It is very much like that old saying about selling short in the market:
He who sells what isn't his'on. Must buy it back or go to prison.
But none of those government officials will be going to prison.

Lastly, I have not seen Stewart depart from the media's main way of handling the bailouts. They do not distinguish between the government's giving, loaning, or buying: just call'em all "bailouts". They also seem reluctant to point out that alnmost all of that money has been returned.

Friday, March 4, 2011


Towards the end of 2010 with all the discussion about the extension of the Bush tax cuts, I was in the camp of those who wanted congress to let the cuts expire on the top earners - especially when numbers rolled out about how much would be added to the deficit if the cuts were extended for all.

Now, as I file my taxes I am elated to find out that I will receive a measly $600 refund. I suppose that makes me part of the problem.

Historical - Lincoln's Second Inaugural Address

Setting: March 4, 1865
The previous Nov Lincoln defeated General McClellan, the peace candidate.
It is more than 2 months since Sherman completed his march to the sea and a few weeks before Lee's surrender at Appomattox. It is clear to all that the war is won.
Lincoln's Second Inaugural Address
Saturday, March 4, 1865
At this second appearing to take the oath of the Presidential office there is less occasion for an extended address than there was at the first. Then a statement somewhat in detail of a course to be pursued seemed fitting and proper. Now, at the expiration of four years, during which public declarations have been constantly called forth on every point and phase of the great contest which still absorbs the attention and engrosses the energies of the nation, little that is new could be presented. The progress of our arms, upon which all else chiefly depends, is as well known to the public as to myself, and it is, I trust, reasonably satisfactory and encouraging to all. With high hope for the future, no prediction in regard to it is ventured.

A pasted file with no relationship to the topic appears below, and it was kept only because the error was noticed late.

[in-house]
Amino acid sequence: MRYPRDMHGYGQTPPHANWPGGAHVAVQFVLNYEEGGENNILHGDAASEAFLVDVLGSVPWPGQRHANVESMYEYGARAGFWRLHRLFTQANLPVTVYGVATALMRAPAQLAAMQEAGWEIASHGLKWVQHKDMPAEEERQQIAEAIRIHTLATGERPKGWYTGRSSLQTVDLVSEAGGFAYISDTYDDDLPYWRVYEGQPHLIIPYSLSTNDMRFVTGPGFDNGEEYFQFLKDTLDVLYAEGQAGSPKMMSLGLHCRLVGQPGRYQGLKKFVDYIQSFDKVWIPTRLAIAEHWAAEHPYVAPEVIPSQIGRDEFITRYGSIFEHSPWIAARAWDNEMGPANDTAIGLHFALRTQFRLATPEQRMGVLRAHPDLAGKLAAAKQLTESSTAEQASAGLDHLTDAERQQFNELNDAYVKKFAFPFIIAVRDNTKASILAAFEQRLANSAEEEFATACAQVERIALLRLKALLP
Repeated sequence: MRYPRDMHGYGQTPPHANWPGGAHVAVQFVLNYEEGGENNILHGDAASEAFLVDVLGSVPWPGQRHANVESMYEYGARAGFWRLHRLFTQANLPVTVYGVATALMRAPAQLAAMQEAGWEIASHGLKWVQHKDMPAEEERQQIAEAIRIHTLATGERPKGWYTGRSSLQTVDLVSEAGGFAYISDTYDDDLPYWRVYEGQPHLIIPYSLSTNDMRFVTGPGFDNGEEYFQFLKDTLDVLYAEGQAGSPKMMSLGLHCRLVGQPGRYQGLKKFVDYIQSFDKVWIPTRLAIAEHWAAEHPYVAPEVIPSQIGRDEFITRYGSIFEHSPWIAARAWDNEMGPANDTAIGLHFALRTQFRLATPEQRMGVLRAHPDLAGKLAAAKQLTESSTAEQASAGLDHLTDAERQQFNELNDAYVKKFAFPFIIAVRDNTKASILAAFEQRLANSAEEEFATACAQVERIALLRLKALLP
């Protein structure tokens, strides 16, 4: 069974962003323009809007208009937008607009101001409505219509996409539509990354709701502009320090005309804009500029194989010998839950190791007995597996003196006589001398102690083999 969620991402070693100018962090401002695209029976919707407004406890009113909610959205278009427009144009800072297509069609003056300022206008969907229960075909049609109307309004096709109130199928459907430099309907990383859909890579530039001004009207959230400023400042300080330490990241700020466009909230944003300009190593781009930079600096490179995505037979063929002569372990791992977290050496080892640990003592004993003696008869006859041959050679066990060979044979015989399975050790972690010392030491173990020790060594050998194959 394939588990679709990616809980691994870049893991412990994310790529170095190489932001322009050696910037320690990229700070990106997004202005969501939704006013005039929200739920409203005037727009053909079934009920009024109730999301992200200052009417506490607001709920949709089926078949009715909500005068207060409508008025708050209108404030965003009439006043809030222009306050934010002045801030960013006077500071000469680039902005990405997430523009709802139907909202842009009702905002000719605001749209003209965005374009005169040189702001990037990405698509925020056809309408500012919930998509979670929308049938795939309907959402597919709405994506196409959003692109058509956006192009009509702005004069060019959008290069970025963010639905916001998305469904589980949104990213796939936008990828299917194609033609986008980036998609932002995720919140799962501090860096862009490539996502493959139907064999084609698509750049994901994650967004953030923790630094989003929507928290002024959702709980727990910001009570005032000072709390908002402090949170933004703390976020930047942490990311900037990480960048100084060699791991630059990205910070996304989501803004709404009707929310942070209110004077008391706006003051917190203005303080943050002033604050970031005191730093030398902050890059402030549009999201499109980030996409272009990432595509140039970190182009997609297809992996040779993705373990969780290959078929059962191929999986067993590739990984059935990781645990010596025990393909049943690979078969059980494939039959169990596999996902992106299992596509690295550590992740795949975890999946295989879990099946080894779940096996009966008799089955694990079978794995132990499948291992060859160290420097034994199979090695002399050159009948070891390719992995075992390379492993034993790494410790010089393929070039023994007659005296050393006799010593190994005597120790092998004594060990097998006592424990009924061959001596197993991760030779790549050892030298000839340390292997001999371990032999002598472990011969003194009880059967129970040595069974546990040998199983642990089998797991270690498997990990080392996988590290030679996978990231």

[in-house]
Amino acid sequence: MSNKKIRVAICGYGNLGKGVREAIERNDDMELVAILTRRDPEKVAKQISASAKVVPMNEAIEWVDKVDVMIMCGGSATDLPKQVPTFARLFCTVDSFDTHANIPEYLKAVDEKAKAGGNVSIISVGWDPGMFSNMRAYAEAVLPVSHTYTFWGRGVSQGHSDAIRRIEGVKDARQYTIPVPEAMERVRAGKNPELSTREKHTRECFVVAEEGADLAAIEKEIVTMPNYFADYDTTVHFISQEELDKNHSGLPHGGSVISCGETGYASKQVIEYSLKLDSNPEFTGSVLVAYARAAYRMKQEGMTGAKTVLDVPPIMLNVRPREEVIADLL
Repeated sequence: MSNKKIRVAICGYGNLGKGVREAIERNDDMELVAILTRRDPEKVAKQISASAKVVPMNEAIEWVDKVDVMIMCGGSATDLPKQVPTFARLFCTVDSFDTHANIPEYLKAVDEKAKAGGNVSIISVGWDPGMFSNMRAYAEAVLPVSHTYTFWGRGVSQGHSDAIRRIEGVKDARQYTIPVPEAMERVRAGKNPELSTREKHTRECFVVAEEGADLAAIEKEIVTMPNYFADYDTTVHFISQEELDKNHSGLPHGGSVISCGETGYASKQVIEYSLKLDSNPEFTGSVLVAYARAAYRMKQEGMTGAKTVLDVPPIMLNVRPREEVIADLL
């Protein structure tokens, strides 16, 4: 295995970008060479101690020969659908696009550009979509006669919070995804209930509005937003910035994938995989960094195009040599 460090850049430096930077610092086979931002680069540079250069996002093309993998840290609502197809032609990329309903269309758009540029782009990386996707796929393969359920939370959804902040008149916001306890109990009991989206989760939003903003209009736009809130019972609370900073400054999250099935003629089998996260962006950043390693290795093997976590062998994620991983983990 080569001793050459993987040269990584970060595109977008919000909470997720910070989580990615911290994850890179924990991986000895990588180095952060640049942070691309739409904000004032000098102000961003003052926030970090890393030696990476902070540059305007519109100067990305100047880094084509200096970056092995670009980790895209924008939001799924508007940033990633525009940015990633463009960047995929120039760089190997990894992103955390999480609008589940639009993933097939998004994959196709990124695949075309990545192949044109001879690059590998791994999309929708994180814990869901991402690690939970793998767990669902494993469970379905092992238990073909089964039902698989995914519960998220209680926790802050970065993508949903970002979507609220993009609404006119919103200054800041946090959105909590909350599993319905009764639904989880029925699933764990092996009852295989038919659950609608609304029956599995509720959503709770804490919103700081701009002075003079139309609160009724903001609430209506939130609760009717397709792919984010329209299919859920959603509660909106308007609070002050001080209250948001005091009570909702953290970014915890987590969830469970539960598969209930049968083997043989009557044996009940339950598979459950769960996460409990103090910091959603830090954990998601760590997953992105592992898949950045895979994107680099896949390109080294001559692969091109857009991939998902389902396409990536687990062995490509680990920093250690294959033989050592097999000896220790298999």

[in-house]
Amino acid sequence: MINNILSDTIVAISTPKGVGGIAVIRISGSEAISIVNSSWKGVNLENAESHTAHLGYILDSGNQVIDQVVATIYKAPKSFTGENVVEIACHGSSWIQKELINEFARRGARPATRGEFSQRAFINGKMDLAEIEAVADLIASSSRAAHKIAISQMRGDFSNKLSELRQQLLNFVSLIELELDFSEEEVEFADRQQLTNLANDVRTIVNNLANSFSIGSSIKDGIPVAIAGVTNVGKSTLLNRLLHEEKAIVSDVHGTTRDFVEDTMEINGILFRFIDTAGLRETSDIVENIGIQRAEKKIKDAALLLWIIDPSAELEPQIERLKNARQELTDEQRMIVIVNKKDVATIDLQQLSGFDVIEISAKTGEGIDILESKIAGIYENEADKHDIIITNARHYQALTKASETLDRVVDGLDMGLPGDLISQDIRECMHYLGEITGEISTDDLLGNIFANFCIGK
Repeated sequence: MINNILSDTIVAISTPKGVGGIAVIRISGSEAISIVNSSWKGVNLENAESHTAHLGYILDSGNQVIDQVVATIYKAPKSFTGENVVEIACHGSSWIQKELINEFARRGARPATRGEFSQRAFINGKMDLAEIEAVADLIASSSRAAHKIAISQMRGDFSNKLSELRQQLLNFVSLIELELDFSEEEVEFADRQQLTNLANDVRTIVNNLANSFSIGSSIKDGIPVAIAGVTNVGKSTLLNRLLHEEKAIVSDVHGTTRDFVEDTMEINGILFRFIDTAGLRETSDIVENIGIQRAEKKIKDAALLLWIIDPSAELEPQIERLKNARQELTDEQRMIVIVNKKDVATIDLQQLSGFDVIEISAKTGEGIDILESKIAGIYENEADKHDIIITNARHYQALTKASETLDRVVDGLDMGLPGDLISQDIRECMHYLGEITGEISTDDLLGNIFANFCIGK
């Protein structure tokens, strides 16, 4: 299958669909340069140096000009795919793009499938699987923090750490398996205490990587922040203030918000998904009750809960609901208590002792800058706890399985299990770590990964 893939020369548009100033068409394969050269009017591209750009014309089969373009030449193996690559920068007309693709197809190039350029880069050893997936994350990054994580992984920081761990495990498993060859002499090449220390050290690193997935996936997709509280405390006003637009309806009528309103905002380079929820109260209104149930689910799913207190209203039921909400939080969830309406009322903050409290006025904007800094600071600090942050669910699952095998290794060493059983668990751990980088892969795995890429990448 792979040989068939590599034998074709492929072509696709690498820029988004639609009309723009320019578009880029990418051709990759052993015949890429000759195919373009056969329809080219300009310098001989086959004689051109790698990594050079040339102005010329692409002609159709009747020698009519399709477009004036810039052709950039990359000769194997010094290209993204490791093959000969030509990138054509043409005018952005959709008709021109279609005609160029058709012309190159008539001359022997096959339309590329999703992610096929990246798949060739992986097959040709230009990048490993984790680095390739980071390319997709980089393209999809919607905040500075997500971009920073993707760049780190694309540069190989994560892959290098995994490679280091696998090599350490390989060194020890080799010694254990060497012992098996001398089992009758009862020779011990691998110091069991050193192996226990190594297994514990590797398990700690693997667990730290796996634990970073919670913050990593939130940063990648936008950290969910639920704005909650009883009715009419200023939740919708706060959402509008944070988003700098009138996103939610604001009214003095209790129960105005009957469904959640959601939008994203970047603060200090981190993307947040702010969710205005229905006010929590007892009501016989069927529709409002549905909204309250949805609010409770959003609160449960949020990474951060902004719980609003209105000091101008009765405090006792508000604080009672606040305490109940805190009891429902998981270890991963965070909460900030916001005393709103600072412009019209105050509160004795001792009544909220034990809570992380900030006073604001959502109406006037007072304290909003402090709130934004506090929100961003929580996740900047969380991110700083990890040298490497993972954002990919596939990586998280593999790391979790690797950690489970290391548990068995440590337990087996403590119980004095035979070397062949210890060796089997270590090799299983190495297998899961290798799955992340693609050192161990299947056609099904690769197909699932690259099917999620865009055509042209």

On the occasion corresponding to this four years ago all thoughts were anxiously directed to an impending civil war. All dreaded it, all sought to avert it. While the inaugural address was being delivered from this place, devoted altogether to saving the Union without war, urgent agents were in the city seeking to destroy it without war — seeking to dissolve the Union and divide effects by negotiation. Both parties deprecated war, but one of them would make war rather than let the nation survive, and the other would accept war rather than let it perish, and the war came.
One-eighth of the whole population were colored slaves, not distributed generally over the Union, but localized in the southern part of it. These slaves constituted a peculiar and powerful interest. All knew that this interest was somehow the cause of the war. To strengthen, perpetuate, and extend this interest was the object for which the insurgents would rend the Union even by war, while the Government claimed no right to do more than to restrict the territorial enlargement of it. Neither party expected for the war the magnitude or the duration which it has already attained. Neither anticipated that the cause of the conflict might cease with or even before the conflict itself should cease. Each looked for an easier triumph, and a result less fundamental and astounding. Both read the same Bible and pray to the same God, and each invokes His aid against the other. It may seem strange that any men should dare to ask a just God's assistance in wringing their bread from the sweat of other men's faces, but let us judge not, that we be not judged. The prayers of both could not be answered. That of neither has been answered fully. The Almighty has His own purposes. "Woe unto the world because of offenses; for it must needs be that offenses come, but woe to that man by whom the offense cometh." If we shall suppose that American slavery is one of those offenses which, in the providence of God, must needs come, but which, having continued through His appointed time, He now wills to remove, and that He gives to both North and South this terrible war as the woe due to those by whom the offense came, shall we discern therein any departure from those divine attributes which the believers in a living God always ascribe to Him? Fondly do we hope, fervently do we pray, that this mighty scourge of war may speedily pass away. Yet, if God wills that it continue until all the wealth piled by the bondsman's two hundred and fifty years of unrequited toil shall be sunk, and until every drop of blood drawn with the lash shall be paid by another drawn with the sword, as was said three thousand years ago, so still it must be said "the judgments of the Lord are true and righteous altogether."